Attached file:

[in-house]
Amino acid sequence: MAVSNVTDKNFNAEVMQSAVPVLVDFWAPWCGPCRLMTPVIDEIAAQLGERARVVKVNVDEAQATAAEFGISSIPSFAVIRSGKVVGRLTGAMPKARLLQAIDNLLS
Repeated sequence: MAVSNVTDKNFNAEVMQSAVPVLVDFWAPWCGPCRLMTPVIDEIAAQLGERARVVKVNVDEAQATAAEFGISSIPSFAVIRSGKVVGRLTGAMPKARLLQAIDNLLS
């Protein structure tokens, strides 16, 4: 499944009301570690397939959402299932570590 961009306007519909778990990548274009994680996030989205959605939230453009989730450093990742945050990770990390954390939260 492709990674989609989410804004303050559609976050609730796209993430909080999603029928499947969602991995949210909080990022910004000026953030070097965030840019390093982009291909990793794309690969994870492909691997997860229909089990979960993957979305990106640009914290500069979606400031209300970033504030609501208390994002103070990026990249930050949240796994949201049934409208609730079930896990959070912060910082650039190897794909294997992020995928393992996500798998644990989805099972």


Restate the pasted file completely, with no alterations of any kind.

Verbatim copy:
[in-house]
Amino acid sequence: MAVSNVTDKNFNAEVMQSAVPVLVDFWAPWCGPCRLMTPVIDEIAAQLGERARVVKVNVDEAQATAAEFGISSIPSFAVIRSGKVVGRLTGAMPKARLLQAIDNLLS
Repeated sequence: MAVSNVTDKNFNAEVMQSAVPVLVDFWAPWCGPCRLMTPVIDEIAAQLGERARVVKVNVDEAQATAAEFGISSIPSFAVIRSGKVVGRLTGAMPKARLLQAIDNLLS
């Protein structure tokens, strides 16, 4: 499944009301570690397939959402299932570590 961009306007519909778990990548274009994680996030989205959605939230453009989730450093990742945050990770990390954390939260 492709990674989609989410804004303050559609976050609730796209993430909080999603029928499947969602991995949210909080990022910004000026953030070097965030840019390093982009291909990793794309690969994870492909691997997860229909089990979960993957979305990106640009914290500069979606400031209300970033504030609501208390994002103070990026990249930050949240796994949201049934409208609730079930896990959070912060910082650039190897794909294997992020995928393992996500798998644990989805099972």